The European Union will soon launch a programme, initially through a 300 million euro amount from the European Investment Bank, to invest in renewable energy projects in India. The Czech Deputy Prime Minister Martin Bursik announced this on Friday while visiting New Delhi following the European Union’s adoption of its new climate and energy package. The Czech Republic holds the rotating EU presidency.
Half of the amount will be lent through the Export-Import Bank, the other half through the Environmental Development Agency. This programme still faces “bureaucratic hurdles.” For example, said EU officials, the finance ministry still has to provide sovereign guarantees.
This fund is only the first step of what could be a larger transfer of funds to India for climate change purposes. Under the new EU carbon policy, half the money earned by Brussels through the auction of carbon credits can be used to fund climate change projects in developing countries. “We can only guess how much this would be, but it could be in the order of hundreds of millions of euros a year,” said an official.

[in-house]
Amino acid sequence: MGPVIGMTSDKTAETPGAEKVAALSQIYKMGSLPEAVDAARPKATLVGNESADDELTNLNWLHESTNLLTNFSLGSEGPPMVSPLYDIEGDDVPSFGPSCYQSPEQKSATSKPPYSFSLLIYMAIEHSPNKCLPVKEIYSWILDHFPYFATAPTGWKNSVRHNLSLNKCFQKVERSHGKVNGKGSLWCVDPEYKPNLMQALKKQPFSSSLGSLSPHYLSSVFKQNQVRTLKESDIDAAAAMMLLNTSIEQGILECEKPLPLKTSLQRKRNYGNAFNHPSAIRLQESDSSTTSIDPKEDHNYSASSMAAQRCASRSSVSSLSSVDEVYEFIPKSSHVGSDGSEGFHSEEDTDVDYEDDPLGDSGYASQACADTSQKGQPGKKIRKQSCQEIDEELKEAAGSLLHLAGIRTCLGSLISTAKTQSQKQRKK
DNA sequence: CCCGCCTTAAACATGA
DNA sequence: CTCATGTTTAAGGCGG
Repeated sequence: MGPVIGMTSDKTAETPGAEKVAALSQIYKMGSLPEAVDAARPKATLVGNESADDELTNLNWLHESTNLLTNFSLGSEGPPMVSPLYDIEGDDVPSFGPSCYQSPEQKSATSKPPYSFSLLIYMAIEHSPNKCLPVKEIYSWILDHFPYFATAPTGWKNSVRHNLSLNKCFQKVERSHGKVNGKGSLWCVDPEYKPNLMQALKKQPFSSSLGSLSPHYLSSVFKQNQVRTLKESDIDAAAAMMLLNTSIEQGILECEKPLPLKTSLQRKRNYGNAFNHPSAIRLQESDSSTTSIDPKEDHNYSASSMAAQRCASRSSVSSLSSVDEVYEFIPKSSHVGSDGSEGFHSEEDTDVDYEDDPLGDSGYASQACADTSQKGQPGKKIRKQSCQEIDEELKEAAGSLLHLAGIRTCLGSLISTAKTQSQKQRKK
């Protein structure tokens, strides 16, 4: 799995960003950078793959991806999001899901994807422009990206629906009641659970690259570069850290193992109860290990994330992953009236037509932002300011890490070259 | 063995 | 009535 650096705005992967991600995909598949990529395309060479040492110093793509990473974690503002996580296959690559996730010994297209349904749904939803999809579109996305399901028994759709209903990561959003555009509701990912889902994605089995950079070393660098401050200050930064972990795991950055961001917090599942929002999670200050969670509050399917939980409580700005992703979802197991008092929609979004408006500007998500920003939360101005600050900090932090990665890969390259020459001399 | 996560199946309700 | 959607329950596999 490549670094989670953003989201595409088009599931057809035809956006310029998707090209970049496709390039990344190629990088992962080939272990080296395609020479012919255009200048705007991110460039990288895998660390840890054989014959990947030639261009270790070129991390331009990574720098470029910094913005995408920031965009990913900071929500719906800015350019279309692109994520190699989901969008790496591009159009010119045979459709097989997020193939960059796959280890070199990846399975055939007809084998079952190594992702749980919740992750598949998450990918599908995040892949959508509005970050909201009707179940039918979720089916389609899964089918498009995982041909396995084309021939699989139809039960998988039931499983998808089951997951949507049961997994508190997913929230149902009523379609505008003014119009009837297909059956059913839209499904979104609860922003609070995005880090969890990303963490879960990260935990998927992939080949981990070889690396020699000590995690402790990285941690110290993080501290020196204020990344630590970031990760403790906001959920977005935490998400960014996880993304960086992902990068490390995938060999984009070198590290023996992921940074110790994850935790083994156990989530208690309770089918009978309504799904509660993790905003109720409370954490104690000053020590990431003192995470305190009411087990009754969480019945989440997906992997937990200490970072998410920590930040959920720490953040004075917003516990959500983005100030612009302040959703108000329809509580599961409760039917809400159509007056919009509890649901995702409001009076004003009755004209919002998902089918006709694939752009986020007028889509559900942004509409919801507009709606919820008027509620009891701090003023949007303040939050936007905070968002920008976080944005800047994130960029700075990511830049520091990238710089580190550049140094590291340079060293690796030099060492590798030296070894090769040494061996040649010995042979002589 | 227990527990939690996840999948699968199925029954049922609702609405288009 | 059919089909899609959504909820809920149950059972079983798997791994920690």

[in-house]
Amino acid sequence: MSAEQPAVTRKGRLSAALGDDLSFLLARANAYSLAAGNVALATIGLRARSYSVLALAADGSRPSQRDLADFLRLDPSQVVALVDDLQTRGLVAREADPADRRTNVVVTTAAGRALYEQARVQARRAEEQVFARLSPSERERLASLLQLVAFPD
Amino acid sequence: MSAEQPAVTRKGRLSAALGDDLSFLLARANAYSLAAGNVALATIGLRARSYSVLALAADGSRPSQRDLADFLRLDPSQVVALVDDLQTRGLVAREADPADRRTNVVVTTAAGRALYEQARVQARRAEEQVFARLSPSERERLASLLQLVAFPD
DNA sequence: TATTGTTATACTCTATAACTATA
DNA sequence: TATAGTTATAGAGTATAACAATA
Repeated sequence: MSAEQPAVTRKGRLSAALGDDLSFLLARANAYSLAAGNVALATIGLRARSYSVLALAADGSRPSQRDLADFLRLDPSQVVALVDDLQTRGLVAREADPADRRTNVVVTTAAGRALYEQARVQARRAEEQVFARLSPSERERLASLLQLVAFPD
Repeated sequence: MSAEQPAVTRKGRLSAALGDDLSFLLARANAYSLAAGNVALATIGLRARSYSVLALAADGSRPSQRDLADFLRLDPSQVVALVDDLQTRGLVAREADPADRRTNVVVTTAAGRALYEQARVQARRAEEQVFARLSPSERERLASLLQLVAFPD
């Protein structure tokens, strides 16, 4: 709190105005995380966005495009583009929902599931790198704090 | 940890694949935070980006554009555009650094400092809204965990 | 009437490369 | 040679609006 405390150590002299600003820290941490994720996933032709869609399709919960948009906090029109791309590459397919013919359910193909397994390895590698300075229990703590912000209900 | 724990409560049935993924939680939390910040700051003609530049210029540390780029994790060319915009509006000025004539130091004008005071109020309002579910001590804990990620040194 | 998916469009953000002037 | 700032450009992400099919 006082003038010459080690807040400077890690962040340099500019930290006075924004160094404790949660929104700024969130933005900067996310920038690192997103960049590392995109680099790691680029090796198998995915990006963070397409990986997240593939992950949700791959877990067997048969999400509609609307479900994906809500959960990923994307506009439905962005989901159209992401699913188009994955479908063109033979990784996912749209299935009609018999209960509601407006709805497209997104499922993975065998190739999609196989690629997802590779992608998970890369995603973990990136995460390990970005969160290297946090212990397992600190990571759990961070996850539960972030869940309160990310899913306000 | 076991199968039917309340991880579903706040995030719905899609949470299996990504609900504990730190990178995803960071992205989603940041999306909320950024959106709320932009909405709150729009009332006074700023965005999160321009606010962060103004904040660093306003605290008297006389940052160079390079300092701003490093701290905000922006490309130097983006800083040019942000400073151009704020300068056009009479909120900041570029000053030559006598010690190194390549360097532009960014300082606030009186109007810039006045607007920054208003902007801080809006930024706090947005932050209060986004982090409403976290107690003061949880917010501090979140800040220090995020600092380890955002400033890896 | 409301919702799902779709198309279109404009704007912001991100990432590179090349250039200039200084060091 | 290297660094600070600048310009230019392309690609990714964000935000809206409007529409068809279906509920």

Bursik was pleased Indian officials had already listed 1300 climate change projects for EU climate change funding and had identified 25,000 villages which had been targeted for solar energy enablement. He warned, however, that “European taxpayers would need to be shown a cost curve for such investments into carbon mitigation so we can verify they are effective.” A system of proposing projects, evaluating and clearing them efficiently was needed.
The EU will thus be providing carbon mitigation funding to India through four potential channels: the existing Clean Development Mechanism, the European Investment Bank, carbon auction profits and the newly created global adaptation fund. EU officials were at pains to stress reports the CDM would be wound up following the new policy were “wrong.”
He mentioned India was the second country, after the US, that the EU was engaging about the new European climate and energy package. An EU official said this reflected a view in Brussels that India, set to become the world’s third largest carbon emitter, had been neglected on climate change.
Bursik noted coal was still a large part of India’s energy story and the EU was prepared to work with India on “carbon storage and sequestration, as it presently does with China.” EU officials expressed frustration at being unable to conclude a green technology transfer agreement with India despite over a year of negotiations.